The 134th running of the Preakness Stakes will be upon us this Saturday, May 20. Known as the run for “The Black Eyed Susan,” the race takes place at storied Pimlico Race Course in Baltimore, Maryland.
The post time is forecasted to be at 6:50 p.m. and to be carried by horse racing faithful broadcast partner, NBC.
The great news is that we have a serious Triple Crown contender this year, Mage, who recently won the Kentucky Derby in style. If Mage wins Saturday, this will set up a dramatic Belmont Stakes in June. Mage is the only returning Derby starter, which means he will be facing fresh legs or “New Shooters” in this year’s field of eight.
Even with legal US sportsbooks live in Massachusetts, horse betting in Massachusetts is still extremely popular, and the Preakness is expected to draw a lot of action.
From one Massachusetts horse bettor to another, here are my picks for the 2023 Preakness Stakes.
Handicapping the 2023 Preakness
Below, I list the post number with the horse, trainer, results of their last race and odds. In the parenthesis next to the horse, I list a Best Beyer number. This is a rating of their fastest race. A 100 Beyer is really good. An 83 Beyer is not.
1. National Treasure (97)
Trainer: Bob Baffert
Last race: Santa Anita (4th)
We thought we were going to have more from this Bobby-Bob-trained colt. Third last year in the BC Juvenile; afterwards we all said, here we go, another Baffert live one. But Treasure has not progressed. Another third in the G3 Sham in January, then nothing. Withdrew from the Sam Philipe because he hurt his footsie-wootsie, and then fourth in the Santa Anita Derby.
Fourth at Santa Anita is not terrible, especially coming off a layoff, but like I said, we had expected more.
The 1-post will not hurt him — watchers expect Treasure to run straight out and set a decent pace. Mage would appreciate it. Somebody has to get out front and do something and not let the race get off slow.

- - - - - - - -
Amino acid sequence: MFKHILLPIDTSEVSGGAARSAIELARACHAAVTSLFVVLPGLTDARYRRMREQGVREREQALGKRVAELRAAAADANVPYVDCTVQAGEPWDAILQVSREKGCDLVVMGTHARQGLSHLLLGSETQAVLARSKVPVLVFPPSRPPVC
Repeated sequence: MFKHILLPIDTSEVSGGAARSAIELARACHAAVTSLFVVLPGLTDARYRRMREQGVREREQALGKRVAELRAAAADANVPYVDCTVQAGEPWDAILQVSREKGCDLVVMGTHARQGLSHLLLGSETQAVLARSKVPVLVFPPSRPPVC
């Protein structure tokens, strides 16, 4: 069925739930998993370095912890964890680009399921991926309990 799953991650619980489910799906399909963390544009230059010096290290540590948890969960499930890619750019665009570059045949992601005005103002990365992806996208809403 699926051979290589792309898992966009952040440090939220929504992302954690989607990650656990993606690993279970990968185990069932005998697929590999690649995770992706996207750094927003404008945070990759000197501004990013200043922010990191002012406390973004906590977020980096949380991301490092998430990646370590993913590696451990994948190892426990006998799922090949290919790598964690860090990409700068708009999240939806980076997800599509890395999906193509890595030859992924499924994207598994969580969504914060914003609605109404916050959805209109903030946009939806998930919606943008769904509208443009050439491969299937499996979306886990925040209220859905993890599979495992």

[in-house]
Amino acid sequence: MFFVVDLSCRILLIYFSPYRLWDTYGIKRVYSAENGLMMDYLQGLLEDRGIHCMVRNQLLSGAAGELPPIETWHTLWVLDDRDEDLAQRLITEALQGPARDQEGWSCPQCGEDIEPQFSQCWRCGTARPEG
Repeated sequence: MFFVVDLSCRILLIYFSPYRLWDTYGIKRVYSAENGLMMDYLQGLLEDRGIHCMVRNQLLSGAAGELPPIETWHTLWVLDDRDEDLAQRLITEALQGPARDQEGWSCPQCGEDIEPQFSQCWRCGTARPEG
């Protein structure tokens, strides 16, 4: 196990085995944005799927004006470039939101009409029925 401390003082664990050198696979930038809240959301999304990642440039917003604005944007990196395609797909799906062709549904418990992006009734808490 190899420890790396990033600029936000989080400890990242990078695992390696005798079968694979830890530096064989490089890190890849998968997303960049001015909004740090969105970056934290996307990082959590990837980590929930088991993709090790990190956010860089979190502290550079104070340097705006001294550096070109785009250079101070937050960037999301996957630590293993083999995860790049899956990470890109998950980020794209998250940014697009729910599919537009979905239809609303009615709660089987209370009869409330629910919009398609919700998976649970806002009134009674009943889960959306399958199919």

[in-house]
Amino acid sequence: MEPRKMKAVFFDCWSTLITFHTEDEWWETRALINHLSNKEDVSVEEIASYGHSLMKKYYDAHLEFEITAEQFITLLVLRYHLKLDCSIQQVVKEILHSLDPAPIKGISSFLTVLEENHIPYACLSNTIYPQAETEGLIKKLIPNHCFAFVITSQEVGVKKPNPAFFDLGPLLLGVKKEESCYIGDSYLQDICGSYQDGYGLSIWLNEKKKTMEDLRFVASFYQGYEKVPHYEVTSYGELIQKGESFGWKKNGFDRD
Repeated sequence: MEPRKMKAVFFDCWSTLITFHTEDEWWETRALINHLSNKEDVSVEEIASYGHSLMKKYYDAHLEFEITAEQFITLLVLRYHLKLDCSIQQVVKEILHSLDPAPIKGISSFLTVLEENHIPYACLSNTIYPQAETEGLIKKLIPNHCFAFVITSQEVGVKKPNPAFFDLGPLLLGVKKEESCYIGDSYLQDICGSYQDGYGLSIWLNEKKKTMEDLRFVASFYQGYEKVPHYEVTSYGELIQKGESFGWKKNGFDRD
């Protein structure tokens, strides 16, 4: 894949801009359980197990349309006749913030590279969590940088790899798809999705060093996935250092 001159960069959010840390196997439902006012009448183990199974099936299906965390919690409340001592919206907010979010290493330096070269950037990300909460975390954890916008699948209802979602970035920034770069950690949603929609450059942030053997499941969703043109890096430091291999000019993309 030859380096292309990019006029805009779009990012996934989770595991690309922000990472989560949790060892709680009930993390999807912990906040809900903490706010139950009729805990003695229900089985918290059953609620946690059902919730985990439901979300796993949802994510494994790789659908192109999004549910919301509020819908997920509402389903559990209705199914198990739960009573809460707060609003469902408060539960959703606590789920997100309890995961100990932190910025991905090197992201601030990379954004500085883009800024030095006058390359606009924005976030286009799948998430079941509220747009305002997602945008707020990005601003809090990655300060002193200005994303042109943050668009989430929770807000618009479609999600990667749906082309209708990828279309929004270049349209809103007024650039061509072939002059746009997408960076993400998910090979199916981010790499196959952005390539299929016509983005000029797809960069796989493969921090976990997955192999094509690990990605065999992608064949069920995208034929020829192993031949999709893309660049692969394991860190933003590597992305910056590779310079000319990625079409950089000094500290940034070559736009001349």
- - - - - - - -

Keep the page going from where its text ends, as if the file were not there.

National Treasure is at 4-1 because horse people know he comes from good family stock and now, perhaps, has fully recovered from injuries, maybe this is his time. We’ll see.
At 4-1 and only 1-for-5 lifetime so far, I will pass. In a field this modest, I can only support one pony.
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2. Chase the Chaos (83)
Trainer: Ed Mogan
Last race: Cal Derby (8th)
Won El Camino Real, which punched his Preakness ticket. That was a while ago.
Ah … Ed? You do know that the Preakness is run on dirt, right? Why are you keeping your boy training in Oakland on synthetic Tapeta at Golden Gate? Why didn’t you take Chaos to Baltimore last week and get him practicing on Pimlico dirt?
I know your colt has a slim chance of cashing a purse check, but I also have a list of some Motel 6s nearby. But be optimistic, Ed, last year the Preakness paid $40,000 for fifth place. You are only three scratches away.
3. Mage (105)
Trainer: Gustavo Delgado
Last race: Kentucky Derby (1st)
Deserving odds-on favorite with his impressive victory and a 105 Beyer at Churchill. Horse racing badly wants Mage to win the Preakness and set up a potentially great Belmont. There we might find my Angel of Empire, perhaps even the return of the No. 1 ranked 3-year-old, Forte, coming off the injured vet list.
With any luck, can we see the former top ranked 3-year old, Arabian Knight? The last we saw of Knight was back in February when he crushed the field in the slop at Oaklawn’s Southwest. Not too long after that victory, Baffert took him off the Derby trail. Bobby-Bob, what did you do with him? You haven’t killed him yet, have you?
Tell me again what happened to your Medina Spirit? If Arabian Knight is sound, can you please get him to New York? As I have just written, in this limited field, I can only support one colt. I must pass.
But go, Mage, go!
ALSO READ: FanDuel Racing vs. DK Horse In Massachusetts: Which Is Better?
4. Coffeewithchris (88)
Trainer: John Salzman Jr.
Last race: Tesio (5th)
Where do people come up with these names? And why all one word? Coffee might want to stick his nose out front at some point early, but he won’t last. His Best Beyer 88 was a one-turn. He’s not so good when the races get longer. Pass.
A quick interject — the official Preakness flower is the Black Eyed Susan. Long decades ago, little brother noticed that the Derby had an official flower and the “Run For the Roses.” So the Preakness wanted one. They chose Susans, the official state flower of Maryland.
But those geniuses of yesteryear did not realize Black Eyed Susans are a July flower and their horse race runs in May. Oh. So they borrowed Viking Daisies and painted them. No problem. And to this day, no Susans have ever been seen on Preakness Day (unless cryogenically frozen).
5. Red Route One (92)
Trainer: Steve Asmussen
Last race: Bath House (1st)